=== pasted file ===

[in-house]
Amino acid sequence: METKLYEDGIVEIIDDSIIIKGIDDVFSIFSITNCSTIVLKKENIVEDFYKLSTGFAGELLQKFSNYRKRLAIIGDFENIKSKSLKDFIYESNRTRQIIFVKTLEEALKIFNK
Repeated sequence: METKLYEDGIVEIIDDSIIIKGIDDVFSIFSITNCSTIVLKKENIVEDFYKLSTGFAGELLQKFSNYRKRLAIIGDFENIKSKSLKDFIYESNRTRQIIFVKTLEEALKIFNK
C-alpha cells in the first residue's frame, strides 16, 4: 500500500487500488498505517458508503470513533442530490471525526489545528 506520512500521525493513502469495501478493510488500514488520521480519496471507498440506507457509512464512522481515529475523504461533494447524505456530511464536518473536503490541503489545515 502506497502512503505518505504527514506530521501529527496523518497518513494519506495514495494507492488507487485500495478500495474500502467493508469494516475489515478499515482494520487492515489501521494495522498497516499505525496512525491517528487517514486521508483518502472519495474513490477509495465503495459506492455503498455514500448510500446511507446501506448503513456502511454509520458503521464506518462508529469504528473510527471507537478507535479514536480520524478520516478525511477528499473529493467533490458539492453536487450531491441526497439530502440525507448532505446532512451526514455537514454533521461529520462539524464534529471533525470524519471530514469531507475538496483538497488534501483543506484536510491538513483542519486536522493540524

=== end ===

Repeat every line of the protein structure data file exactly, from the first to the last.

[in-house]
Amino acid sequence: METKLYEDGIVEIIDDSIIIKGIDDVFSIFSITNCSTIVLKKENIVEDFYKLSTGFAGELLQKFSNYRKRLAIIGDFENIKSKSLKDFIYESNRTRQIIFVKTLEEALKIFNK
Repeated sequence: METKLYEDGIVEIIDDSIIIKGIDDVFSIFSITNCSTIVLKKENIVEDFYKLSTGFAGELLQKFSNYRKRLAIIGDFENIKSKSLKDFIYESNRTRQIIFVKTLEEALKIFNK
C-alpha cells in the first residue's frame, strides 16, 4: 500500500487500488498505517458508503470513533442530490471525526489545528 506520512500521525493513502469495501478493510488500514488520521480519496471507498440506507457509512464512522481515529475523504461533494447524505456530511464536518473536503490541503489545515 502506497502512503505518505504527514506530521501529527496523518497518513494519506495514495494507492488507487485500495478500495474500502467493508469494516475489515478499515482494520487492515489501521494495522498497516499505525496512525491517528487517514486521508483518502472519495474513490477509495465503495459506492455503498455514500448510500446511507446501506448503513456502511454509520458503521464506518462508529469504528473510527471507537478507535479514536480520524478520516478525511477528499473529493467533490458539492453536487450531491441526497439530502440525507448532505446532512451526514455537514454533521461529520462539524464534529471533525470524519471530514469531507475538496483538497488534501483543506484536510491538513483542519486536522493540524